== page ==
A liquid crystal device driver 105 is included in the testing apparatus 100 for controlling the liquid crystal device 101. The liquid crystal device driver 105 is configured to actuate a plurality of subsets of pixels in the array of pixels 102, individually, at any given moment in time. In one embodiment, the liquid crystal device driver 105 is configured to actuate a plurality of subsets 106 of the array of pixels 102 as predefined regions, where predefined regions 107 are groups of pixels forming either “bars” or “rows”. The bars are columns 108 having a predetermined column width 109 and a predetermined column length 110. Turning briefly to FIG. 2, rows 208 have a predetermined row width 209 and a predetermined row length 210. The columns 108 run the device length 104 of the liquid crystal device 101, while the rows 208 run the device width 103 of the liquid crystal device 101. While bars or rows will be described and illustrated herein, it will be clear to those of ordinary skill in the art having the benefit of this disclosure that the invention is not so limited. Other subsets of pixels, including circles, squares, and non-standard geometric shapes may also be used.

In one embodiment, the liquid crystal device driver 105 actuates the predefined regions 107 individually and sequentially in a sweep pattern. The liquid crystal device driver 105 actuates a first predefined region, then a second predefined region, then a third, and so forth, sequentially, such that the actuated predefined regions pass across the liquid crystal device 101 in a wave-like or sweeping pattern. While the predefined regions 107 are actuated individually, the duration of actuation may be of a length such that multiple predefined regions 107 are actuated simultaneously.

The predefined regions 107 are actuated in accordance with an input frequency received from an adjustable frequency generator 111. The adjustable frequency generator 111 delivers the input frequency to the liquid crystal device driver 105. The input frequency determines how fast the predefined regions 107 sweep across the liquid crystal device 101. The adjustable frequency generator 111 may be a standalone device. It may also be integrated with the liquid crystal device driver 105. It may be controllable by a computer 112, and may also be responsive to a photodetector 113. In one embodiment, where the adjustable frequency generator 111 is responsive to the photodetector 113, a flash operating at a flash frequency, either coupled to an image capture device or independent as a separate strobe, is capable of altering the input frequency such that the input frequency is proportional to the flash frequency received by the photodetector 113. Such an embodiment is useful in synchronizing the testing apparatus 100 and image capture device as will be described below.

The testing apparatus 100 may be used to measure characteristics of image capture devices, including exposure duration, continuous shutter speed, and flash-shutter lag. Many of these measurements, as described below, are made by placing a subject on one side of the liquid crystal device 101, and then placing the image capture device on the other. As the liquid crystal device 101 is translucent in one embodiment, when the array of pixels 102 is not actuated, the testing apparatus 100 is capable of making these measurements in ambient lighting conditions, be it bright or low-level lighting.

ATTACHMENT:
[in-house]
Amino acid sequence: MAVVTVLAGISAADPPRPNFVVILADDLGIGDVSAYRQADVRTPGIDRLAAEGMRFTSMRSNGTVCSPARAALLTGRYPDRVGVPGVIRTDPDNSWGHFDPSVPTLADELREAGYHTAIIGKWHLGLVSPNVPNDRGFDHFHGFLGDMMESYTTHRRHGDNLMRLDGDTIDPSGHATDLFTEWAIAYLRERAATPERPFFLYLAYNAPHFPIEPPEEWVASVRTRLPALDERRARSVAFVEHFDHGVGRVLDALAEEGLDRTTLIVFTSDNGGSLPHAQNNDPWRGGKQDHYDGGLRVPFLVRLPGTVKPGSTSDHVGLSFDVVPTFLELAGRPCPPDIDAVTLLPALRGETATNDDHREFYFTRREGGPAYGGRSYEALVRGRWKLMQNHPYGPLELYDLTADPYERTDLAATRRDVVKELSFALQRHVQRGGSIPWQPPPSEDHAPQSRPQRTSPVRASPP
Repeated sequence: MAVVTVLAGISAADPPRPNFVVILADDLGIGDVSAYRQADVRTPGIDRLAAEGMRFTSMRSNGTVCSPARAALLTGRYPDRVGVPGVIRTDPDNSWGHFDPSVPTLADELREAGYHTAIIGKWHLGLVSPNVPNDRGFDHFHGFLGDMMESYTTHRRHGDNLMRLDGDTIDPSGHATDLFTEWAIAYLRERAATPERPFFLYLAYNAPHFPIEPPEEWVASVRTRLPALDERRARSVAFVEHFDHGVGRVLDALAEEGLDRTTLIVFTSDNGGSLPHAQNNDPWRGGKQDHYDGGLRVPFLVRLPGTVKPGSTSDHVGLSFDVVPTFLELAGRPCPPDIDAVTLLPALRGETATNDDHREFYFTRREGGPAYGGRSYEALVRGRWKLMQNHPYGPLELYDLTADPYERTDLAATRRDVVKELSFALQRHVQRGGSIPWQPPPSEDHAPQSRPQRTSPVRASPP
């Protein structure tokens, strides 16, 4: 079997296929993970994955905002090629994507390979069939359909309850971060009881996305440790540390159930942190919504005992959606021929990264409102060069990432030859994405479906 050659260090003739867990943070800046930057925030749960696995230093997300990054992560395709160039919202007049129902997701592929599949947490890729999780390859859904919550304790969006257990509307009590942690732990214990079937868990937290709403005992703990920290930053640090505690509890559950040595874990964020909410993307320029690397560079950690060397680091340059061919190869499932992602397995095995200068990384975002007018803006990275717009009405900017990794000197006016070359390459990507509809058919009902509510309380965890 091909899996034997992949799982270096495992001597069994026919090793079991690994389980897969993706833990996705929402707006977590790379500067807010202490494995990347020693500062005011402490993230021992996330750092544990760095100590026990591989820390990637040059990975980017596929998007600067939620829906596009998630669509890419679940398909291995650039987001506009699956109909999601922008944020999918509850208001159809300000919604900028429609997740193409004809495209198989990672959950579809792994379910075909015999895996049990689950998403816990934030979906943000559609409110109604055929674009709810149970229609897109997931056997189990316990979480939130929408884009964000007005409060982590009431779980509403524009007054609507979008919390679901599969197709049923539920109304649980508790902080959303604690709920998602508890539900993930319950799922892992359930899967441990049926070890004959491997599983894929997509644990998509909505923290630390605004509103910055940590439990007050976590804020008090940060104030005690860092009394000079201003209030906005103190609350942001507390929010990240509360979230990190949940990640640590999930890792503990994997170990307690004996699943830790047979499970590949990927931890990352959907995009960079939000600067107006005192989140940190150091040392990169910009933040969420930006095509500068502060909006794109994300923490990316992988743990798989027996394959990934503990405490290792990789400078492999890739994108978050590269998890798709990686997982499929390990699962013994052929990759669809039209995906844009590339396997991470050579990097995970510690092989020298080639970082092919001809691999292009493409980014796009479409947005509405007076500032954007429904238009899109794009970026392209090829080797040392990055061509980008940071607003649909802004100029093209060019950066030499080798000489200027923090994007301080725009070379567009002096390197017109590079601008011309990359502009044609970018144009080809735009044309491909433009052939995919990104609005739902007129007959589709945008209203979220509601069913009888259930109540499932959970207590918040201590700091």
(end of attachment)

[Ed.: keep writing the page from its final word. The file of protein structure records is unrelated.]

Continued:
Once the subject and image capture device are in position, the image capture device begins taking pictures of the subject. Once the testing apparatus 100 and image capture device are synchronized, measurements may be obtained by counting the predefined regions 107 appearing in images. Thus, in some testing, the dimensions of the predefined regions 107 become important. For example, in measuring exposure duration, where the predefined regions 107 comprise columns 108, column widths less than or equal to the product of the device width 103, input frequency, and exposure time measurement resolution may be used to obtain accurate results in a variety of lighting conditions. Experimental testing has shown that an exposure time measurement resolution of between 1 millisecond and 1 second works well in making this measurement.

Turning briefly to FIG. 3, the liquid crystal device 101 may additionally include graphical indicia 301 disposed thereon. The graphical indicia 301 may be printed on the surface of the liquid crystal device 101, or may be generated by the actuation of selected pixels from the array of pixels (102). By way of example, the graphical indicia 301 may include instructions on using the device. The liquid crystal device driver (105) may present a user with instructions prior to using the device. Alternatively, the graphical indicia 301 may comprise a test pattern, such as a Macbeth table, suitable for use in testing image capture devices.

Turning now to FIG. 4, illustrated therein is a system 400 for measuring a parameter, such as duration of exposure or continuous shutter speed, associated with an image capture device 401 in accordance with one embodiment of the invention. In the system, an image capture device 401 is placed on one side of the liquid crystal device 101, while a subject 402 is placed on the other. The image capture device 401 may include a flash 403.